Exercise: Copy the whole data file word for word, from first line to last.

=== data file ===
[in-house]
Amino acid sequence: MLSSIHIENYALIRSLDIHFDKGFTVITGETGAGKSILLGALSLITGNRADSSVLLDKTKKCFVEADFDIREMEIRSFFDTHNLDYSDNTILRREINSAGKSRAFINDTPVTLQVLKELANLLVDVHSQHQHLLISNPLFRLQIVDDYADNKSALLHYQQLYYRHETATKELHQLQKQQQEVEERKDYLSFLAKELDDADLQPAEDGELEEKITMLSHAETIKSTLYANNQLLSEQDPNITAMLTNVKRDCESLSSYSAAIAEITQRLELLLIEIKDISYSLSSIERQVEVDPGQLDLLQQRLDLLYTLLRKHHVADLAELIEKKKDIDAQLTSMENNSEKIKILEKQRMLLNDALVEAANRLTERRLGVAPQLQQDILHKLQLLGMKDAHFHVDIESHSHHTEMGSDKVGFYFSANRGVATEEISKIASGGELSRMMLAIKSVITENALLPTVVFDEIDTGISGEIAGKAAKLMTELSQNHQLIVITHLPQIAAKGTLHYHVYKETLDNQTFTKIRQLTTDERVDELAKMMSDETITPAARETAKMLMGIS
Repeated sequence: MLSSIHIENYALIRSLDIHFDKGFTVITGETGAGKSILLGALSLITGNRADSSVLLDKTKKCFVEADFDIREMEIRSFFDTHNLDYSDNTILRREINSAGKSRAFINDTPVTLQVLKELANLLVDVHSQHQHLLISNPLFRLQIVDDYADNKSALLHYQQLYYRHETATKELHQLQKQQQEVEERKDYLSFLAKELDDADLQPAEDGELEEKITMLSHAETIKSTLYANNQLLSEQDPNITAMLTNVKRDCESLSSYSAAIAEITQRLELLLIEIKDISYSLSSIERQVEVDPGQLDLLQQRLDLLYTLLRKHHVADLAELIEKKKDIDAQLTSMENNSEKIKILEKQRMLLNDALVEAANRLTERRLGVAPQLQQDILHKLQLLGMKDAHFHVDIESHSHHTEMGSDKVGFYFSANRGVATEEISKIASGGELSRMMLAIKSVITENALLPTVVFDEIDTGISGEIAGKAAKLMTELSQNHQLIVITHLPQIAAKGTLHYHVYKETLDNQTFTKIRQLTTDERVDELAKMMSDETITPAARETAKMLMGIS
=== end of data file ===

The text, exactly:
[in-house]
Amino acid sequence: MLSSIHIENYALIRSLDIHFDKGFTVITGETGAGKSILLGALSLITGNRADSSVLLDKTKKCFVEADFDIREMEIRSFFDTHNLDYSDNTILRREINSAGKSRAFINDTPVTLQVLKELANLLVDVHSQHQHLLISNPLFRLQIVDDYADNKSALLHYQQLYYRHETATKELHQLQKQQQEVEERKDYLSFLAKELDDADLQPAEDGELEEKITMLSHAETIKSTLYANNQLLSEQDPNITAMLTNVKRDCESLSSYSAAIAEITQRLELLLIEIKDISYSLSSIERQVEVDPGQLDLLQQRLDLLYTLLRKHHVADLAELIEKKKDIDAQLTSMENNSEKIKILEKQRMLLNDALVEAANRLTERRLGVAPQLQQDILHKLQLLGMKDAHFHVDIESHSHHTEMGSDKVGFYFSANRGVATEEISKIASGGELSRMMLAIKSVITENALLPTVVFDEIDTGISGEIAGKAAKLMTELSQNHQLIVITHLPQIAAKGTLHYHVYKETLDNQTFTKIRQLTTDERVDELAKMMSDETITPAARETAKMLMGIS
Repeated sequence: MLSSIHIENYALIRSLDIHFDKGFTVITGETGAGKSILLGALSLITGNRADSSVLLDKTKKCFVEADFDIREMEIRSFFDTHNLDYSDNTILRREINSAGKSRAFINDTPVTLQVLKELANLLVDVHSQHQHLLISNPLFRLQIVDDYADNKSALLHYQQLYYRHETATKELHQLQKQQQEVEERKDYLSFLAKELDDADLQPAEDGELEEKITMLSHAETIKSTLYANNQLLSEQDPNITAMLTNVKRDCESLSSYSAAIAEITQRLELLLIEIKDISYSLSSIERQVEVDPGQLDLLQQRLDLLYTLLRKHHVADLAELIEKKKDIDAQLTSMENNSEKIKILEKQRMLLNDALVEAANRLTERRLGVAPQLQQDILHKLQLLGMKDAHFHVDIESHSHHTEMGSDKVGFYFSANRGVATEEISKIASGGELSRMMLAIKSVITENALLPTVVFDEIDTGISGEIAGKAAKLMTELSQNHQLIVITHLPQIAAKGTLHYHVYKETLDNQTFTKIRQLTTDERVDELAKMMSDETITPAARETAKMLMGIS